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Research Papers

Optomechanics of Soft Materials

[+] Author and Article Information
Ruobing Bai

School of Engineering and Applied Sciences,
Kavli Institute for Bionano Science and Technology,
Harvard University,
Cambridge, MA 02138

Zhigang Suo

Fellow ASME
School of Engineering and Applied Sciences,
Kavli Institute for Bionano Science and Technology,
Harvard University,
Cambridge, MA 02138
e-mail: suo@seas.harvard.edu

1Corresponding author.

Contributed by the Applied Mechanics Division of ASME for publication in the JOURNAL OF APPLIED MECHANICS. Manuscript received December 20, 2014; final manuscript received February 18, 2015; published online June 3, 2015. Assoc. Editor: Erik van der Giessen.

J. Appl. Mech 82(7), 071011 (Jul 01, 2015) (9 pages) Paper No: JAM-14-1592; doi: 10.1115/1.4030324 History: Received December 20, 2014; Revised February 18, 2015; Online June 03, 2015

Some molecules change shape upon receiving photons of certain frequencies, but here we study light-induced deformation in ordinary dielectrics with no special optical effects. All dielectrics deform in response to light of all frequencies. We derive a dimensionless number to estimate when light can induce large deformation. For a structure made of soft dielectrics, with feature size comparable to the wavelength of light, the structure shapes the light, and the light deforms the structure. We study this two-way interaction between light and structure by combining the electrodynamics of light and the nonlinear mechanics of elasticity. We show that optical forces vary nonlinearly with deformation and readily cause optomechanical snap-through instability. These theoretical ideas may help to create optomechanical devices of soft materials, complex shapes, and small features.

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Figures

Grahic Jump Location
Fig. 2

The Maxwell stress in the vacuum between two parallel plates of conductor separated by a narrow gap of vacuum. The applied voltage Φ induces electric charges ±Q on the two plates, as well as an electric field E and a Maxwell-stress field in the vacuum between the two plates. The Maxwell stress is a tensor with three principal components, tensile in the vertical direction, and compressive in the two horizontal directions. The three components have the same magnitude, ɛ0E2/2, where ɛ0 is the permittivity of the vacuum. The tensile Maxwell stress in the vertical direction causes the two plates to attract each other. This attractive electrostatic force is balanced by a mechanical force P.

Grahic Jump Location
Fig. 1

Optical forces cause motions of various kinds. (a) Optical tweezers trap a rigid particle and move it in a liquid. (b) A beam of light deforms the interface between two liquids. (c) Light in two waveguides causes an evanescent optical field in the space between the waveguides, and bends them. (d) Two beams of laser stretch a cell.

Grahic Jump Location
Fig. 3

Two antiparallel lasers deform a thin sheet of a soft dielectric. The refractive index is n in the dielectric, and nout in the outside medium. (a) In the undeformed state, the dielectric has the dimensions (L1,L2,L3). (b) In the deformed state, the dielectric deforms to the dimensions (l1,l2,l3). The electromagnetic fields of the left and right lasers are (EL,HL) and (ER,HR), respectively. The lasers generate the Maxwell stress in the dielectric and outside. (c) The Maxwell stress causes equivalent mechanical stress acting on the dielectric.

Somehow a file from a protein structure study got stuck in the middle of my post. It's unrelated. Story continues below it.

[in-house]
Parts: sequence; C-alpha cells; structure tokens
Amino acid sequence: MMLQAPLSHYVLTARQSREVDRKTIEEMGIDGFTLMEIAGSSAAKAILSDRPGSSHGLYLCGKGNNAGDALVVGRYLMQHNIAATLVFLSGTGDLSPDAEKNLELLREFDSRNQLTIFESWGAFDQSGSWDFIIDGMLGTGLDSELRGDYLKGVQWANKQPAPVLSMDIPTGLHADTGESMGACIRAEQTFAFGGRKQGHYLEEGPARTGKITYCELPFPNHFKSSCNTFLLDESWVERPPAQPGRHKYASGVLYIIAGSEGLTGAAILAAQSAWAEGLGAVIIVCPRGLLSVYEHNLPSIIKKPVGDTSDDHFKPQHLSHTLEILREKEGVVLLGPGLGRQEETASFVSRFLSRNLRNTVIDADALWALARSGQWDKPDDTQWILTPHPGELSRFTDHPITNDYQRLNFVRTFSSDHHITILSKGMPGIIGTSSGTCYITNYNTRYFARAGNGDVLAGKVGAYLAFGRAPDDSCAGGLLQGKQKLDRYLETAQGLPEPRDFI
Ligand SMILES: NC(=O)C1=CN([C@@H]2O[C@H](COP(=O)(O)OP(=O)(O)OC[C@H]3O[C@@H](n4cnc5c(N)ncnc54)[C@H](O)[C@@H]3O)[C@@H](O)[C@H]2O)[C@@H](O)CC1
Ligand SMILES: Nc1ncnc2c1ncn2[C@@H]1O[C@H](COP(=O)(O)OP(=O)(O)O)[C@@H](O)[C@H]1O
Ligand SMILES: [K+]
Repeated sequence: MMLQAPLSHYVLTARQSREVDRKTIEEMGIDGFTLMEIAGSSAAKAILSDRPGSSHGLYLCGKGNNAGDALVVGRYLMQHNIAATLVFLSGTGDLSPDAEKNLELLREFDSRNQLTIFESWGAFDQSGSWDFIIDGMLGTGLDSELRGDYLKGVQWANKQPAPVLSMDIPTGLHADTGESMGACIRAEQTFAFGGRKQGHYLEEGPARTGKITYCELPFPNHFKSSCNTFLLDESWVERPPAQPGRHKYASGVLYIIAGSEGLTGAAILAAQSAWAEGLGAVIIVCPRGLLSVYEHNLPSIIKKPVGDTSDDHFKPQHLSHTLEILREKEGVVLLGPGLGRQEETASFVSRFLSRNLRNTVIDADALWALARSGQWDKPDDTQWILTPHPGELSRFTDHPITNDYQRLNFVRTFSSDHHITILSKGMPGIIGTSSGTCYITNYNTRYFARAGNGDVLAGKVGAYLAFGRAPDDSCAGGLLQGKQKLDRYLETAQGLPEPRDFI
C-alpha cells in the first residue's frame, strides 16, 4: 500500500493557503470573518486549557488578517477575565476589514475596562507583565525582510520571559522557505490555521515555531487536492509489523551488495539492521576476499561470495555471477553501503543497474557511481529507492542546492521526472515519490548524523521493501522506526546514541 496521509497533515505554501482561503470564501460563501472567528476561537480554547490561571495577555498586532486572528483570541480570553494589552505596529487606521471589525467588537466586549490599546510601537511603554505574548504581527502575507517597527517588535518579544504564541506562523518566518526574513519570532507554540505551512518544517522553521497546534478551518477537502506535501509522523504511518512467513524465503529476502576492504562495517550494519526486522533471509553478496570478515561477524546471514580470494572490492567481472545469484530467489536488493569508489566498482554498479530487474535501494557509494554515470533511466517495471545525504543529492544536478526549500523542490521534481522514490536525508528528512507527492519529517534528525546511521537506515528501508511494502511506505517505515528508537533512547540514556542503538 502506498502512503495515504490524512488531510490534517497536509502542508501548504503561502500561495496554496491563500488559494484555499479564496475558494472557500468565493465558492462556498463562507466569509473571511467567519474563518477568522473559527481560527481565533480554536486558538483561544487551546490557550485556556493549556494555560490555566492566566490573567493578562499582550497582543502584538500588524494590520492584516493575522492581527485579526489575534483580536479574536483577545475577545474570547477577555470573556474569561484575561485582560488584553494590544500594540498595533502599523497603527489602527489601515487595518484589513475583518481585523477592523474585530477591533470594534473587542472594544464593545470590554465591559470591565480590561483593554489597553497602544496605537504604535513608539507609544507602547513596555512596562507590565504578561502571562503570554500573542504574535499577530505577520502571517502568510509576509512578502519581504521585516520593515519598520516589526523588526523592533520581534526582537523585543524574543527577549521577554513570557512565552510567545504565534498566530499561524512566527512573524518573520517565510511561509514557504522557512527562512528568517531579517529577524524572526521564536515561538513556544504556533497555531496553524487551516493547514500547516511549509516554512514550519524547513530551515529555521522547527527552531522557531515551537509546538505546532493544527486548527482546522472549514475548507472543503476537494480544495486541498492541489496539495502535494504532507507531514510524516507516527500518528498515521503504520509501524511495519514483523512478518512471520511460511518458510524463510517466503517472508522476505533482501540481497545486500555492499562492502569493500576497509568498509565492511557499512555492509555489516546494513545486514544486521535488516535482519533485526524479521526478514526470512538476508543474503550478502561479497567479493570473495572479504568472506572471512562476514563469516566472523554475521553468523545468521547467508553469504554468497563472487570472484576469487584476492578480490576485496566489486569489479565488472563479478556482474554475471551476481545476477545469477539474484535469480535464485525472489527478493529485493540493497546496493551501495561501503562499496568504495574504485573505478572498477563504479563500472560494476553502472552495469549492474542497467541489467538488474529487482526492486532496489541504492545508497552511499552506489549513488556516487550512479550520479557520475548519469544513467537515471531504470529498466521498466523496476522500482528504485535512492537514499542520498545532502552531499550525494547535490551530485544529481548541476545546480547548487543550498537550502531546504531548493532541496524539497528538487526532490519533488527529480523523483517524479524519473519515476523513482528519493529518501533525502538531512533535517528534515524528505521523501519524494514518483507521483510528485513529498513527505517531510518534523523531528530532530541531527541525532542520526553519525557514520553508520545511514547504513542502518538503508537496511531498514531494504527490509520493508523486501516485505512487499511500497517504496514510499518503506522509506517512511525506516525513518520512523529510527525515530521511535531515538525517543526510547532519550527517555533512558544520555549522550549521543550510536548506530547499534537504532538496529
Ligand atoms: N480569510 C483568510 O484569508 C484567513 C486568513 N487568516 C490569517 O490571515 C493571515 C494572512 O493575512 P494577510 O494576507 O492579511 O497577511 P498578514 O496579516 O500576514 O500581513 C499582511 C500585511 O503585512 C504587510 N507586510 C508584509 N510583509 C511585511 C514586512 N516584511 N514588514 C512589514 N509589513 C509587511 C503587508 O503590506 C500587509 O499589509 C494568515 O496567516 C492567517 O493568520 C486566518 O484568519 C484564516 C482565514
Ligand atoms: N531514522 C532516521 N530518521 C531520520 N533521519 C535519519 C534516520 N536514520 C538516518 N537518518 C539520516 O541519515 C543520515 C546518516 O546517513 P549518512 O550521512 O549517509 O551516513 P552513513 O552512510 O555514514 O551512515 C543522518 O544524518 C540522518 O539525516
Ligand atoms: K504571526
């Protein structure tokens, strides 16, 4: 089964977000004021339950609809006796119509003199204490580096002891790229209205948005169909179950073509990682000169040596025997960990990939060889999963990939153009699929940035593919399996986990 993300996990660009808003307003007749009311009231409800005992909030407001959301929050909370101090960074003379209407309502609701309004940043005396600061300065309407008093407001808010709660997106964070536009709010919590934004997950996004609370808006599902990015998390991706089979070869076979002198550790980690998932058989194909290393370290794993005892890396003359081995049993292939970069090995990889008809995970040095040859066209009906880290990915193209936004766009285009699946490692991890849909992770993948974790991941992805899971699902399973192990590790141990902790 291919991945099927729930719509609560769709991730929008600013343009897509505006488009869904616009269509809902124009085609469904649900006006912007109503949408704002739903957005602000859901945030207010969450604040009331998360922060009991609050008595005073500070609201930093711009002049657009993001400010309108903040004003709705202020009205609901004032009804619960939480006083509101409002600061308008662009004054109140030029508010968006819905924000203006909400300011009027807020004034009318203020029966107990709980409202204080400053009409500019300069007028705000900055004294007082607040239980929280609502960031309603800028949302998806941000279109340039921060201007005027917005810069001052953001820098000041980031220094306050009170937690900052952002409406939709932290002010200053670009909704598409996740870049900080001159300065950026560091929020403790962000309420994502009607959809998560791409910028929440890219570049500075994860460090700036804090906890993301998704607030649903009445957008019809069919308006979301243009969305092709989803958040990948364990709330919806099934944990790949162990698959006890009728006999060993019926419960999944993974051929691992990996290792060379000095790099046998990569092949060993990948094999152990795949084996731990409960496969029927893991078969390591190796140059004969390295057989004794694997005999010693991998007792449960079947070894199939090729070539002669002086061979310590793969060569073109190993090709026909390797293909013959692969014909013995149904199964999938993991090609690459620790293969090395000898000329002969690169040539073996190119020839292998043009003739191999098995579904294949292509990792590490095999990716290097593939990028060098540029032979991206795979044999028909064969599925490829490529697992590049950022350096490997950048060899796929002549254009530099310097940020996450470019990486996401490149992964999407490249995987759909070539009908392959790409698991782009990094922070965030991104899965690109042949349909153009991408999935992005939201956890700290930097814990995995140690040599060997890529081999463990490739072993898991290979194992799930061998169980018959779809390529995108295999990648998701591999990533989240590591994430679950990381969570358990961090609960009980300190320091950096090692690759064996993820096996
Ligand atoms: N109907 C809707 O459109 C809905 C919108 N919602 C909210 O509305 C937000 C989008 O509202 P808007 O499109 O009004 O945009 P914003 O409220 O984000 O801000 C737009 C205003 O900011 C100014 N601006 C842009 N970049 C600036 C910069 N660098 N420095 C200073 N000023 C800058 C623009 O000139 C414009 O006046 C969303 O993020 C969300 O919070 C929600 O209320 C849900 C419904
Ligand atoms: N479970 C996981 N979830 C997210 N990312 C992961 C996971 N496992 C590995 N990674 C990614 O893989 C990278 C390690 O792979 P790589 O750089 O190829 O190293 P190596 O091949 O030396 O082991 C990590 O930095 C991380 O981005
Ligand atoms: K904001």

Grahic Jump Location
Fig. 6

Maxwell stresses in a dielectric optically mismatched with the outside. Because 〈T2〉=-〈T1〉, only 〈T1〉 and 〈T3〉 are plotted. (a) When l3 = Λ, both 〈T1〉 and 〈T2〉 average to zero, but 〈T3out〉≠〈T3〉. (b) When l3 = 1.5Λ, all three components of the optical force vanish.

Grahic Jump Location
Fig. 7

Deformation induced by optical forces in a dielectric optically mismatched with the outside. (a) The out-of-plane stretch changes with the amplitude of the optical field. At l3 = Λ, the optical mismatch gives rise to a nonzero optical force, so that the deformation is maintained by a finite amplitude of the optical field, E0. By contrast, at l3 = 1.5Λ, all components of the optical force vanish, so that the deformation cannot be maintained by an optical field of finite amplitude. (b) and (c) The in-plane stretches as functions of the out-of-plane stretch. (d) When the dielectric and the outside are optically mismatched, 〈T3out〉≠〈T3〉 in general, and the out-of-plane component of the optical force deforms the dielectric even when L3/Λ→∞.

Grahic Jump Location
Fig. 4

Deformation induced by optical forces in a dielectric optically matched to the outside. Λ is the wavelength of the laser inside the dielectric. (a) The out-of-plane stretch as a function of the amplitude of the input optical field. When the thickness of the deformed dielectric, l3, approaches the multiples of the half wavelength, 0.5Λ,1.0Λ,1.5Λ…, all components of the optical force approach zero, so that amplitude of the input optical field, E0, becomes larger and larger to maintain the deformation. (b) and (c) The in-plane stretches as functions of the out-of-plane stretch. (d) The stretches depend on the thickness of the undeformed dielectric, L3.

Grahic Jump Location
Fig. 5

Optomechanical snap-through instability. (a) A thin sheet of dielectric is placed in the optical field of two antiparallel lasers. The dielectric is clamped at the top and bottom, and is pulled by a mechanical force f in the vertical direction. (b) In the presence of the optical field, the force–displacement curve is not monotonic, leading to a snap-through instability.

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